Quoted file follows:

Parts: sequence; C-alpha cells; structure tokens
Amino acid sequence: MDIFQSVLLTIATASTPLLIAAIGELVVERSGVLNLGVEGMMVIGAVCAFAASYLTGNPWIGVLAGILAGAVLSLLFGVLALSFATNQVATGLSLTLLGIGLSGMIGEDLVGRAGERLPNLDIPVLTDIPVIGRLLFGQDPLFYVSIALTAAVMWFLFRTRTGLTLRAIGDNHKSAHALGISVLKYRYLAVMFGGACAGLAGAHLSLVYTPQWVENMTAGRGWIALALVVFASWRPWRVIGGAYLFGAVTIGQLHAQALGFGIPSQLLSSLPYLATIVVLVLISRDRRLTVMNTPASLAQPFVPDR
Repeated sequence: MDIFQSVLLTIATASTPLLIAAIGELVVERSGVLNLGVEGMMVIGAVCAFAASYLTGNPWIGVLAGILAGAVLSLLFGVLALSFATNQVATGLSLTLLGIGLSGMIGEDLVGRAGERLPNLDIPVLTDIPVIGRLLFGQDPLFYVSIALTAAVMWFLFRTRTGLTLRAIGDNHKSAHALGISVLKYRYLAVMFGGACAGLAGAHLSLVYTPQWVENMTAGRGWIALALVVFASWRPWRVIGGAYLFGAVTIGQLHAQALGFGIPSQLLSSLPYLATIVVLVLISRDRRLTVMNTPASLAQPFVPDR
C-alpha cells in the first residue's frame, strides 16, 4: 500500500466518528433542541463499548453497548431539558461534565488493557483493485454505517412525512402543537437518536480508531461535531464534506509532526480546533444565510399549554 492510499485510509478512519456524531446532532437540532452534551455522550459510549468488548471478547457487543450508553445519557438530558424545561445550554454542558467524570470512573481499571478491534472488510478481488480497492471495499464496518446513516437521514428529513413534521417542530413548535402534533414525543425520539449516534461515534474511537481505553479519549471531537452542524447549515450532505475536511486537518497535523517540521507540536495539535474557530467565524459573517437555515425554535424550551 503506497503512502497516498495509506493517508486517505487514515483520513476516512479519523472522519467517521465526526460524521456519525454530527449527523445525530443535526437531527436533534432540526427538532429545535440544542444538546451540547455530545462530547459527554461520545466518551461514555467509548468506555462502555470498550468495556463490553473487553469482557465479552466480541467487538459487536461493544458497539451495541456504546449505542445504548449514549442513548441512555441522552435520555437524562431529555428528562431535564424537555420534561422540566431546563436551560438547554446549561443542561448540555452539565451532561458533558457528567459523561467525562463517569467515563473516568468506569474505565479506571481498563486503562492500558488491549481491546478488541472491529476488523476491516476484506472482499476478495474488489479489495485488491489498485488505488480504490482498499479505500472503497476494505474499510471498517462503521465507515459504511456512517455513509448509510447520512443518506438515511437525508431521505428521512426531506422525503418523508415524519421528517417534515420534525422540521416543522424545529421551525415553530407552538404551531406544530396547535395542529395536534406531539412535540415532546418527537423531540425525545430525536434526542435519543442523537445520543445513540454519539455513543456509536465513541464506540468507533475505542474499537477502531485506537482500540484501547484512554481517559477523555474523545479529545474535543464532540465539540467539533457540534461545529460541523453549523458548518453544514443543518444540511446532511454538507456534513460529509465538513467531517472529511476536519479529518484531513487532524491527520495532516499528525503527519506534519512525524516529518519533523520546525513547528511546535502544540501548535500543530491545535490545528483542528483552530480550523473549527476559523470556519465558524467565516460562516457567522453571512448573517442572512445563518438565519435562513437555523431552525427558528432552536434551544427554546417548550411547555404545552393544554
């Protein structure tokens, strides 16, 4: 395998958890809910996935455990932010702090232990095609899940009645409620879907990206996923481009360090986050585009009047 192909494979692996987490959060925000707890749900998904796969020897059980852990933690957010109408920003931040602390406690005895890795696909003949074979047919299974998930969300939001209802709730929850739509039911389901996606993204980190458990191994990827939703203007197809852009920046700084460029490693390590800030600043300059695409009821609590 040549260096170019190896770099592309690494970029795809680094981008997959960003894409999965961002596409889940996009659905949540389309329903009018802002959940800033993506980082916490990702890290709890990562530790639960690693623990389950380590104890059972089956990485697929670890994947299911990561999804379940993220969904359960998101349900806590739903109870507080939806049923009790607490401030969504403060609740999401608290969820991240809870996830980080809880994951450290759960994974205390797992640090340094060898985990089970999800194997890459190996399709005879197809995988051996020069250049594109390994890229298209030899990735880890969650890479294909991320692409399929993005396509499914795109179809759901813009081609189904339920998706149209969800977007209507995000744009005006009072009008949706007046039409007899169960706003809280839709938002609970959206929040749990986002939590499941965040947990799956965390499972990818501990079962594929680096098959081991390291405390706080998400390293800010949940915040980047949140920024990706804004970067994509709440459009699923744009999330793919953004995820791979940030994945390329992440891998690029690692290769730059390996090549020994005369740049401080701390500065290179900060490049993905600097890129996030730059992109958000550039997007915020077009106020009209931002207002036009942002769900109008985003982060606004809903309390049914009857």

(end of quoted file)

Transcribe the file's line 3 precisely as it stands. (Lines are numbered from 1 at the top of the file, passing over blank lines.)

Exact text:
Repeated sequence: MDIFQSVLLTIATASTPLLIAAIGELVVERSGVLNLGVEGMMVIGAVCAFAASYLTGNPWIGVLAGILAGAVLSLLFGVLALSFATNQVATGLSLTLLGIGLSGMIGEDLVGRAGERLPNLDIPVLTDIPVIGRLLFGQDPLFYVSIALTAAVMWFLFRTRTGLTLRAIGDNHKSAHALGISVLKYRYLAVMFGGACAGLAGAHLSLVYTPQWVENMTAGRGWIALALVVFASWRPWRVIGGAYLFGAVTIGQLHAQALGFGIPSQLLSSLPYLATIVVLVLISRDRRLTVMNTPASLAQPFVPDR